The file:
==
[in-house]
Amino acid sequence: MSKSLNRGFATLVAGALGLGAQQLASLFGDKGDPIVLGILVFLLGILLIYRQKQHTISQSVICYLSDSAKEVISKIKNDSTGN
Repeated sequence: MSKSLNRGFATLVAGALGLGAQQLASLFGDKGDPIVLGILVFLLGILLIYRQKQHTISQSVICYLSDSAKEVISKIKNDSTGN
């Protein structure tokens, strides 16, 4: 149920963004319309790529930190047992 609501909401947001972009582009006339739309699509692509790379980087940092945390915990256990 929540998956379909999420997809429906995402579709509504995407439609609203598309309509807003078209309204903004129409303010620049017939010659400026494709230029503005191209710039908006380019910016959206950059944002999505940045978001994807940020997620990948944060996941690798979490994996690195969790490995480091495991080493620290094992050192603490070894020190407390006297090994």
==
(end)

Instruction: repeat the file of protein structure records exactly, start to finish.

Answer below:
[in-house]
Amino acid sequence: MSKSLNRGFATLVAGALGLGAQQLASLFGDKGDPIVLGILVFLLGILLIYRQKQHTISQSVICYLSDSAKEVISKIKNDSTGN
Repeated sequence: MSKSLNRGFATLVAGALGLGAQQLASLFGDKGDPIVLGILVFLLGILLIYRQKQHTISQSVICYLSDSAKEVISKIKNDSTGN
């Protein structure tokens, strides 16, 4: 149920963004319309790529930190047992 609501909401947001972009582009006339739309699509692509790379980087940092945390915990256990 929540998956379909999420997809429906995402579709509504995407439609609203598309309509807003078209309204903004129409303010620049017939010659400026494709230029503005191209710039908006380019910016959206950059944002999505940045978001994807940020997620990948944060996941690798979490994996690195969790490995480091495991080493620290094992050192603490070894020190407390006297090994």